By C. Hope Clark-
I’m staring at a screen, after an extremely frustrating, full day of writing and editing. Mostly editing. Without going into details, I fought with a full manuscript edit for almost eight hours one day this week. I edited an entire novel only for the edits not to save properly. There’s a long story about a corrupted file. Needless to say, I cursed and shed a few sloppy tears on my napkin beside the dinner hubby cooked and brought to me so I wouldn’t lose my rhythm.
On top of that, I learned my deadline was changing a little bit for Tidewater Murder, which really crimped my style pertaining to a certain speaking engagement. That change sucked the wind right out of my sails for a while. Maybe I shed a couple more tears. Hubby pulled my door closed for a while, leaving me alone.
So, once I reached a stopping place, and settled down, I made myself write this editorial. Why? Because I’m frustrated and wanted to know how I’d write in that frame of mind . . . and to show those of you who aren’t writing full time that writing for a living can have some seriously catastrophic days that make you want to throw up your hands and simply say “WHY DO I DO THIS?”
I’ve sat at conferences watching the speaker smile, chuckle, and talk about how hard writing is, but then preach/lecture/instruct the audience to just stick it out. (finger snap) Just like that you’re supposed to decide that nothing will stop you. No emotion in the lesson. All tell and no show.
I want to wipe that smile off that successful face and ask them to SHOW me. Quit TELLING. I want them to show me through detailed anecdotes. . .
1. How they almost quit one night over a rejection;
2. How they wanted to strangle an editor;
3. How they behaved when they lost an entire story on the computer;
4. How, after ten chapters, they realized the story had no purpose.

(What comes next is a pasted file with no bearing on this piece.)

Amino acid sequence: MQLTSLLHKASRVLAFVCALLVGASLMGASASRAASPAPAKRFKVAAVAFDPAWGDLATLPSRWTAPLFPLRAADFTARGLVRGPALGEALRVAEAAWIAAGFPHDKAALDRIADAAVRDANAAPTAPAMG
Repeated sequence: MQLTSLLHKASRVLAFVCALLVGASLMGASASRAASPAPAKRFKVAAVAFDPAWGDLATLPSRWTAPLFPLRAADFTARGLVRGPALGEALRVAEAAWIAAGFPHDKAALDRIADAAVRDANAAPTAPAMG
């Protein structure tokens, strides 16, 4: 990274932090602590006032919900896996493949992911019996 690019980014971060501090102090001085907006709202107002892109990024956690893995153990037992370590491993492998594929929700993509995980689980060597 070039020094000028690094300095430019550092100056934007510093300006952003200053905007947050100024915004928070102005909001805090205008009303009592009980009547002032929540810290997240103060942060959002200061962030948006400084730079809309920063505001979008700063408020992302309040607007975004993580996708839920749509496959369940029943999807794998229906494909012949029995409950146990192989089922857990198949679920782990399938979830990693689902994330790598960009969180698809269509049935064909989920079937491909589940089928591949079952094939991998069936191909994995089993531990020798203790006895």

Or how about answering these questions:
1. How much money did they really make on that self-pubbed book?
2. Did they ever make a fool of themselves with an editor/agent?
3. When did they make a bad decision on selling rights?
4. After expenses, how much money do they really net after a traditional publisher kept 92% of the print proceeds and 75% of the ebook gross earnings?
5. Was there ever a time he was a bad writer?
6. How did that one-star review REALLY make him feel?
Give me the dirt . . . all of it. Why? Because I need to know what’s coming at me. I need to understand that there will be
nights like this, where I doubt myself and crave an easier life.
We write for the satisfaction. But no one tells us about the nights we feel like our writing sucks, or that the planets are aligned against us. Those are the times that define us in this profession. Coming out on the other side of those bad nights intact, with the shards of our wits swept up off the floor, with lessons painfully learned leaving deep scars behind, makes us decent writers.
No pain, no glory.
Okay. Big sigh. Excuse me while I return to beat up my keyboard.
BIO – C. Hope Clark is editor of FundsforWriters.com and author of The Carolina Slade Mystery Series. www.fundsforwriters.com / www.chopeclark.com